Suffering a job loss and weathering the emotional storm that follows can be especially challenging for those who didn’t necessarily see themselves working past age 65.

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Once upon a time, turning 65 was a near-guaranteed ticket to retirement. The modern-day version of the workers’ fairy tale is slightly different, and possibly more challenging.

Since the late 1990s, the 55-plus age group is the only one with increasing labor-force participation nationally, according to Anneliese Vance-Sherman, a regional labor economist with the Employment Security Department. “There may very well be a cultural shift going on,” says Vance-Sherman, where baby boomers “stick with their job longer than other generations may have.”

She notes, too, that retirement funds are hit hard during recessions, causing some to remain in, or rejoin, the labor force. “Underneath the surface of these statistics, there are a lot of different things going on,” she says. “I have yet to meet the perfectly average person.”

It’s this human factor that can also make the job search an emotionally taxing affair. Seventy-year-old Vashon Island resident Claire Denise agrees. Laid off from her job of eight years as a corporate health and wellness coach in 2015, Denise suddenly needed to self-administer her coaching skills. Despite scoring several interviews for positions nearly identical to her previous role, none resulted in an employment offer.

It left Denise feeling she’d bumped up against age discrimination, and that employers may be overlooking skills of the older set, such as responsibility and follow-through. Her initial assumption had been that she would get another job right away. When she didn’t, her self-worth suffered. “I can understand why people give up,” she says.

Claire Denise now works as a health coach at a Redmond naturopathic clinic. (Courtesy of Claire Denise)
Claire Denise now works as a health coach at a Redmond naturopathic clinic. (Courtesy of Claire Denise)

To get through it, Denise recommends a routine where you “get up and become productive for your day,” mirroring a former work schedule. “Make a list of things to do that day that will help you feel like you’re moving forward.”

In addition to reconnecting with acquaintances in her field, Denise had her résumé professionally reviewed, something she deems as worthwhile. “The format I was using was a little outdated,” she says, adding that her new résumé includes quantifiable measurements of previous accomplishments. In March, Denise landed part-time employment as a health coach at a Redmond naturopathic clinic.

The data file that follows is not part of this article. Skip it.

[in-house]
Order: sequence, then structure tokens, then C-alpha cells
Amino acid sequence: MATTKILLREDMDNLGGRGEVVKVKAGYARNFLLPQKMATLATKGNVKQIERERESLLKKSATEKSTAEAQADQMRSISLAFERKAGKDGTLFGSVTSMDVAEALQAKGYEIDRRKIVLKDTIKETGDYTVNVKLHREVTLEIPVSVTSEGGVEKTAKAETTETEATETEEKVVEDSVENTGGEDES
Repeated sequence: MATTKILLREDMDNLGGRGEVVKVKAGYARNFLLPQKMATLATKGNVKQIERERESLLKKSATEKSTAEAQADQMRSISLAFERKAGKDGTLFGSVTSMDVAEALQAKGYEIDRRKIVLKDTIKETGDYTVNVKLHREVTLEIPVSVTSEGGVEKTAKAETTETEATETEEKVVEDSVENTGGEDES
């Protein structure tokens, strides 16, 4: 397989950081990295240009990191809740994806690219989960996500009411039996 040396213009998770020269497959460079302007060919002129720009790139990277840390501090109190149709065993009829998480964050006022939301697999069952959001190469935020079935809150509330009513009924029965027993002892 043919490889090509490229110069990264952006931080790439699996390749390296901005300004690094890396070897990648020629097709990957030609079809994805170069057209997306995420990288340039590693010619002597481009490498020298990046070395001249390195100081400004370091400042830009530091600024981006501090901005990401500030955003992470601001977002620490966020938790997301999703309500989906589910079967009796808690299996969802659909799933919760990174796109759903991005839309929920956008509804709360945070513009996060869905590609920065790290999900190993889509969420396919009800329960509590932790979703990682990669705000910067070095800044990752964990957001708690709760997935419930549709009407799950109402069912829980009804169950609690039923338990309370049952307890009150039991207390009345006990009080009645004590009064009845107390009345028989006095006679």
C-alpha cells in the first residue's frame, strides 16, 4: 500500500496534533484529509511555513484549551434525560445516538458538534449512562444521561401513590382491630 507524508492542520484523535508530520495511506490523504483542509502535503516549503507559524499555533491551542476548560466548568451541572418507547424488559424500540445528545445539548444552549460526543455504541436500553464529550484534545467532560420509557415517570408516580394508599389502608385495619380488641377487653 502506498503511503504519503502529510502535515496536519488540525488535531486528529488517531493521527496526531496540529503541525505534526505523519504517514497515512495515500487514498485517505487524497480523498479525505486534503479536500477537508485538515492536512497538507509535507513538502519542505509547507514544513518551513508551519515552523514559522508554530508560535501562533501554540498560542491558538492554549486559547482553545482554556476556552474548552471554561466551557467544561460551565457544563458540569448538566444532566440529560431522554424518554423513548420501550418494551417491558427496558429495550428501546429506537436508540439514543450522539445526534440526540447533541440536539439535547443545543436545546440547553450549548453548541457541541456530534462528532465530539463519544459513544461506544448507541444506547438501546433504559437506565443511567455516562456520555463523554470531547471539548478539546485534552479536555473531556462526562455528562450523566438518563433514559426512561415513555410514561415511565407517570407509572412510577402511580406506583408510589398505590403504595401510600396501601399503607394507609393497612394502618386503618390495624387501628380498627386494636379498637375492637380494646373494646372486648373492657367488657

Regretting a rash decision

Judy Dowling, of Bellevue, was 66 when she lost her job as a residential property manager after 15 years. Though it happened during the recession, in 2009, she didn’t see it coming and wasn’t prepared, financially or emotionally.

Like Denise, Dowling found it difficult to hold her head up and carry on with the job search. She conducted hers poorly, she says, taking the first part-time gig offered without really thinking about what she wanted. She ended up hating it so much that she quit, and unwittingly lost her unemployment benefits.

To turn things around, Dowling, who holds a bachelor of science from Washington State University, registered for community college classes that taught job-search essentials like social media, networking and elevator pitches. She also completed a neurolinguistic programming (NLP) course, which helped her secure the part-time job at Weight Watchers she’s held since 2011.

“Any [classes] I took, I took because I wanted the knowledge, and it’s a way to network and to find people,” Dowling says. “Anything that helps with communication or people skills, helps with your life.”

Getting in front of people

Michael Menk, 61, of North Bend, found himself in a similar position to Denise and Dowling in May, when Xerox closed its Redmond customer-service center and he lost his tech-support job.

The first thing Menk did was post his résumé on job-search websites — like jobs.seattletimes.com and Indeed — and set up alerts so new postings went straight to his email inbox.

He also utilized WorkSource’s employment services, which included non-mandatory networking meetings, though he wasn’t always motivated to go. “Networking is probably one of the most important things you can do, but it’s also the hardest,” he says.

The meetings didn’t lead directly to a job, but Menk says he found them psychologically useful. “Using the discipline to go is something people need to do, rather than just sit in front of their computer.”

That said, Menk’s online efforts recently generated an offer for a full-time contract position.

As for age dynamics in the workplace, he says they don’t register with him. “I kind of look at the total environment. How are you going to fit in? Are you going to be happy with it?”